In the end, what could she have done? It would always and still is, have been his word against hers and he’d finished the act with words that made it plain that , he thought he was doing her a favour. In her case, simply telling people brought her a form of closure. My colleague is of the opinion there;’s virtually no chance his mum is making it up as it’s just not something his mum does.

  4. Agrippa

    While the points you make are valid, there are two other issues here.

    Why didn’t police question the accused?

    Did police lie to the alleged victim about how this was being handled, and if so, why?

    • Agrippa

      Also, surely it would have been routine for police to question this man in case he broke down and confessed? Under those circumstances they have a cast iron prosecution. Such things do happen.

  5. tdf

    “gojam
    May 19, 2014 at 11:47 am

    Her allegation stood alone.”

    Rubbish!! Pattern of predatory behaviour established. Just like Savile.

  6. tdf

    Green, are you aware that Peter Morrison was outed as abuser by several of his ministerial colleagues in 1990s? Your point about allegations against celebs may or may not be valid, but strike me as not particularly relevant with reference to protected political nonces.

  7. tdf

    Lol. Gojam, you are taking the piss with this blogpost. You know perfectly well that with various celebs, they were named in MSM – and this, in itself, prompted other victims to come forward.

  8. Pingback: Operation Fernbridge: A worrying failure over a rape case | David Hencke

  9. gw

    My theory (which belongs to me) is that they want to be 100% that they can nail Mr X. I’m minded to think that one slip up could be seized upon and the whole thing will collapse.

  10. I can see exactly why the Police did not pursue that case IN ISOLATION as Jon has said in his piece.

    However, if we are talking about the person I think we are, then this is only one incident of indecent assault and there were others. So if Stuart Hall can be tried for multiple attacks in one go over many years and in many circumstances, why not in the case of the ex minister?

    • Anon

      The ex minister is the Elephant in the room.

      It would only take an MP to name that person in Parliament to initiate this matter being settled by due process of Law.

  11. green

    “I do not doubt the account given by the victim, who Exaro call ‘Jane’”

    When it’s one person’s word against another and credibility is key, I think it’s reasonable to wonder why someone should wait 47 years until after the Jimmy Savile reports came out to report an alleged rape committed by someone who wasn’t even an MP at the time, let alone a cabinet minister or ex cabinet minister. Plenty of other people have been capable of reporting rapes without waiting for the person to get famous or to see reports about alleged sexual abuse by VIPs. If it’s a crime, it’s worth reporting in itself. Jimmy Savile hasn’t changed that fact, but the reports about him do seem to have prompted allegations of the kind “that reminds me, I once met a celeb and he destroyed my life”. As to several people with similar accounts corroborating a person’s guilt, when there are people out there who are capable of confessing to murders they didn’t commit, it doesn’t seem entirely impossible that more than one person might be capable of making claims based on what they’ve seen in the media and either making it up completely or embellishing an encounter that they didn’t consider worth reporting until they thought they could get their 15 minutes of fame or there might be money in it (anonymously and with no risk of prosecution), so a cuddle becomes a grope, a pat on the bottom sexual assault and voluntary sexual activity sexual abuse. It wouldn’t be difficult for several people to come up with similar anecdotes about the same person, just ratcheting it up into the corresponding abuse, especially if the person’s name had already been bandied around online.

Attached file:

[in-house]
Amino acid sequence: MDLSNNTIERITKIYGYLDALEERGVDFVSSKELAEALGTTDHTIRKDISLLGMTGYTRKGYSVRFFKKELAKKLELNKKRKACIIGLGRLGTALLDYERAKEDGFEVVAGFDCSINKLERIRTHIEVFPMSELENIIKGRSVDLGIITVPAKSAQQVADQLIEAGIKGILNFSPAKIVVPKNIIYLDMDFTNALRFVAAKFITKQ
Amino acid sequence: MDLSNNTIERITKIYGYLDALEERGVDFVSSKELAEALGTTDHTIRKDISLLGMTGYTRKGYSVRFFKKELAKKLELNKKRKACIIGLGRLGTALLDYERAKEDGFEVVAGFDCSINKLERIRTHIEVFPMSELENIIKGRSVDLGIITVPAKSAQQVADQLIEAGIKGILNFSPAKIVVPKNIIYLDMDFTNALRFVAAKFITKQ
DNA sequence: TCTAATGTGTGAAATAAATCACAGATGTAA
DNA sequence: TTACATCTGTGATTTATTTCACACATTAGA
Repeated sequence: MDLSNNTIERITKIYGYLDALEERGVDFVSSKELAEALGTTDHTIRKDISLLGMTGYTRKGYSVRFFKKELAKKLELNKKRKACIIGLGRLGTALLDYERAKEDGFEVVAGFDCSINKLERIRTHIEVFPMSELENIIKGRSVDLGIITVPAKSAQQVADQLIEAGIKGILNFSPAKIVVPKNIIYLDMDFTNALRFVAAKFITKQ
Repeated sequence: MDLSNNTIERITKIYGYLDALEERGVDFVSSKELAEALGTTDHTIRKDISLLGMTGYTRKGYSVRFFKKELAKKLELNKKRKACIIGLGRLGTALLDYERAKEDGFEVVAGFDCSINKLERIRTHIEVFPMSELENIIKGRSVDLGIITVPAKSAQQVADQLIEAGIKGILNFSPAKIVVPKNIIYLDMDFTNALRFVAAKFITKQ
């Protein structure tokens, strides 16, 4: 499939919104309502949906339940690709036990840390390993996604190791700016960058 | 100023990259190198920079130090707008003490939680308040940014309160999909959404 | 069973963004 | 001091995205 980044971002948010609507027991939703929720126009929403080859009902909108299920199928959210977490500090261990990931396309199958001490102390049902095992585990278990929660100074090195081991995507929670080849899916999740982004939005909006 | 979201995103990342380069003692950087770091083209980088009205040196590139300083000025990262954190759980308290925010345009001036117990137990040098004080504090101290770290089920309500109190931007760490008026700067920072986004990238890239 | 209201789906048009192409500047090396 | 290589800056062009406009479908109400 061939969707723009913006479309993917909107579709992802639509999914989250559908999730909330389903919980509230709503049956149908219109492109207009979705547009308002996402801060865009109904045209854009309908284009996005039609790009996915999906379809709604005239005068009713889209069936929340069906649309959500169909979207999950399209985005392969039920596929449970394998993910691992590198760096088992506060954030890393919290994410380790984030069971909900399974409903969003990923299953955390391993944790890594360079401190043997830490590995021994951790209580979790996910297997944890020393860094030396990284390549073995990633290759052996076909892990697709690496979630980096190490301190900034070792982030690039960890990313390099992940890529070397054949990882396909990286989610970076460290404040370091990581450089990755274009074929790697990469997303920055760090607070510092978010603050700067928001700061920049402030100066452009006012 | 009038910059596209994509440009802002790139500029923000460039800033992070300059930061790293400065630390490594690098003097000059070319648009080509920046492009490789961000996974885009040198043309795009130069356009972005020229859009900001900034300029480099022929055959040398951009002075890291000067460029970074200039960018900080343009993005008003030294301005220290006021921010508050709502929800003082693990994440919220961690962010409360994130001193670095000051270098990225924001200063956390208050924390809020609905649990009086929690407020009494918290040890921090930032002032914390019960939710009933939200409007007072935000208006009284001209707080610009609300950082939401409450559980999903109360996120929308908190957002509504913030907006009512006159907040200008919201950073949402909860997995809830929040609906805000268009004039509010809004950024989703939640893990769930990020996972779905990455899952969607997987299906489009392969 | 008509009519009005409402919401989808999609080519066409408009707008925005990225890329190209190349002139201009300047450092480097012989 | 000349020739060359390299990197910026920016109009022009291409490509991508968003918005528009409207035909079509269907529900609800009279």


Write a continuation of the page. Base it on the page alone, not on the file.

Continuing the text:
• Sweetcheeks

      What exactly has this to do with Jimmy Savile??? People are coming forward with historical abuse claims because they believe they will now be listened to. I believe this 66 year old woman came forward after hearing Tom Watson’s speech, to suggest that it was for ’15 minutes fame’ or money is simply disgusting. Shame on you, Green.

      • green

        Why shouldn’t she have been listened to in the past 47 years? She was an adult, there was nothing to prevent her going to the police and her alleged rapist wasn’t even an MP at the time, let alone a cabinet minister. It’s only since the Savile reports came out that this idea of celebs/VIPs (1) abusing children, (2) being too big for their accusers to be believed and (3) being protected by a conspiracy of mega proportions has become current, as well as the idea of their alleged victims being able to claim against their estates. It seems perfectly reasonable to question why people are reporting alleged abuse by celebs (i.e. rich and famous people) post-Savile when, if the crime was the main issue, there was nothing to prevent them from doing so years ago, just like all the other people who promptly go to the police to report crimes by non-VIPs, including people who even reported Savile. There seem to be people who are so desperate to believe that celebs abuse kids that they resent any attempt to question it logically. Do they really care about genuine abuse victims or just in stories that fit the celeb abuse/conspirary theory agenda?

      • green